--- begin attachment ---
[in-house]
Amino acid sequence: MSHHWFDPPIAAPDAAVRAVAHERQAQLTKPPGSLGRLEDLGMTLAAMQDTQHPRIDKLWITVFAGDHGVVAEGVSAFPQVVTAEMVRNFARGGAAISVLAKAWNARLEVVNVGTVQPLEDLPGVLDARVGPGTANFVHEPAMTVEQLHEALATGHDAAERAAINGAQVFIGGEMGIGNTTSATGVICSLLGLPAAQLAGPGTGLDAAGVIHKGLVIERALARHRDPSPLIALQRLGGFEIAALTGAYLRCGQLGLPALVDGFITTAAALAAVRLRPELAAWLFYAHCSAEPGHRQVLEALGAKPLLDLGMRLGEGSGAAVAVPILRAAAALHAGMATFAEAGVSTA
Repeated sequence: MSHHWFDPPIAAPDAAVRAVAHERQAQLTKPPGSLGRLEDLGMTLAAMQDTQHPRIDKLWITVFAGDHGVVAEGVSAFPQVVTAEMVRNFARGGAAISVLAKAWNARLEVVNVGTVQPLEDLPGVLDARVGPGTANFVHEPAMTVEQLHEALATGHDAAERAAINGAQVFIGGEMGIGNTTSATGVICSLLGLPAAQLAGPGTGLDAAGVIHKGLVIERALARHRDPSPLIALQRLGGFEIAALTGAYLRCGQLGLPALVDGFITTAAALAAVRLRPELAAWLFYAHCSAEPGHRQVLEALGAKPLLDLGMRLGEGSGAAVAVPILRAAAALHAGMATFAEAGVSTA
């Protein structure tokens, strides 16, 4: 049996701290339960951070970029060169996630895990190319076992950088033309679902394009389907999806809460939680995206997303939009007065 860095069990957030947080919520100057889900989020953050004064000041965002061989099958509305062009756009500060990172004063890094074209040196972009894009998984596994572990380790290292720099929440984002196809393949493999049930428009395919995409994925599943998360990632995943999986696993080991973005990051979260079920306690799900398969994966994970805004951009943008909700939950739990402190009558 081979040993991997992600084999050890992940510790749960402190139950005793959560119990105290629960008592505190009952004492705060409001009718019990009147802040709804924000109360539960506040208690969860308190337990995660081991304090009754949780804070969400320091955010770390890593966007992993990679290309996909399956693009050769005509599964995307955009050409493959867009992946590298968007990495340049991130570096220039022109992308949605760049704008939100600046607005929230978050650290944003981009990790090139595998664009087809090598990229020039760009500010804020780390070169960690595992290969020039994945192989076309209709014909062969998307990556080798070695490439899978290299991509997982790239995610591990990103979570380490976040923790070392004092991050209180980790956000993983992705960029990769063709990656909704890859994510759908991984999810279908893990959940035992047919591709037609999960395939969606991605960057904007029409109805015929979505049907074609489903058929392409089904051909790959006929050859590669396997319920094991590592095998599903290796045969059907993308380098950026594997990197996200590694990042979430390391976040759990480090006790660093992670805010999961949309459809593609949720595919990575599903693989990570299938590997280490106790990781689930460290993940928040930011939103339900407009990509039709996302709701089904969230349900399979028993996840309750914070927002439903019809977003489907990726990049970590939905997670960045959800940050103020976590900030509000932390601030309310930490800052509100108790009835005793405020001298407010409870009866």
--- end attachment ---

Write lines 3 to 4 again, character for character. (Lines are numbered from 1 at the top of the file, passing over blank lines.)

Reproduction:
Repeated sequence: MSHHWFDPPIAAPDAAVRAVAHERQAQLTKPPGSLGRLEDLGMTLAAMQDTQHPRIDKLWITVFAGDHGVVAEGVSAFPQVVTAEMVRNFARGGAAISVLAKAWNARLEVVNVGTVQPLEDLPGVLDARVGPGTANFVHEPAMTVEQLHEALATGHDAAERAAINGAQVFIGGEMGIGNTTSATGVICSLLGLPAAQLAGPGTGLDAAGVIHKGLVIERALARHRDPSPLIALQRLGGFEIAALTGAYLRCGQLGLPALVDGFITTAAALAAVRLRPELAAWLFYAHCSAEPGHRQVLEALGAKPLLDLGMRLGEGSGAAVAVPILRAAAALHAGMATFAEAGVSTA
């Protein structure tokens, strides 16, 4: 049996701290339960951070970029060169996630895990190319076992950088033309679902394009389907999806809460939680995206997303939009007065 860095069990957030947080919520100057889900989020953050004064000041965002061989099958509305062009756009500060990172004063890094074209040196972009894009998984596994572990380790290292720099929440984002196809393949493999049930428009395919995409994925599943998360990632995943999986696993080991973005990051979260079920306690799900398969994966994970805004951009943008909700939950739990402190009558 081979040993991997992600084999050890992940510790749960402190139950005793959560119990105290629960008592505190009952004492705060409001009718019990009147802040709804924000109360539960506040208690969860308190337990995660081991304090009754949780804070969400320091955010770390890593966007992993990679290309996909399956693009050769005509599964995307955009050409493959867009992946590298968007990495340049991130570096220039022109992308949605760049704008939100600046607005929230978050650290944003981009990790090139595998664009087809090598990229020039760009500010804020780390070169960690595992290969020039994945192989076309209709014909062969998307990556080798070695490439899978290299991509997982790239995610591990990103979570380490976040923790070392004092991050209180980790956000993983992705960029990769063709990656909704890859994510759908991984999810279908893990959940035992047919591709037609999960395939969606991605960057904007029409109805015929979505049907074609489903058929392409089904051909790959006929050859590669396997319920094991590592095998599903290796045969059907993308380098950026594997990197996200590694990042979430390391976040759990480090006790660093992670805010999961949309459809593609949720595919990575599903693989990570299938590997280490106790990781689930460290993940928040930011939103339900407009990509039709996302709701089904969230349900399979028993996840309750914070927002439903019809977003489907990726990049970590939905997670960045959800940050103020976590900030509000932390601030309310930490800052509100108790009835005793405020001298407010409870009866």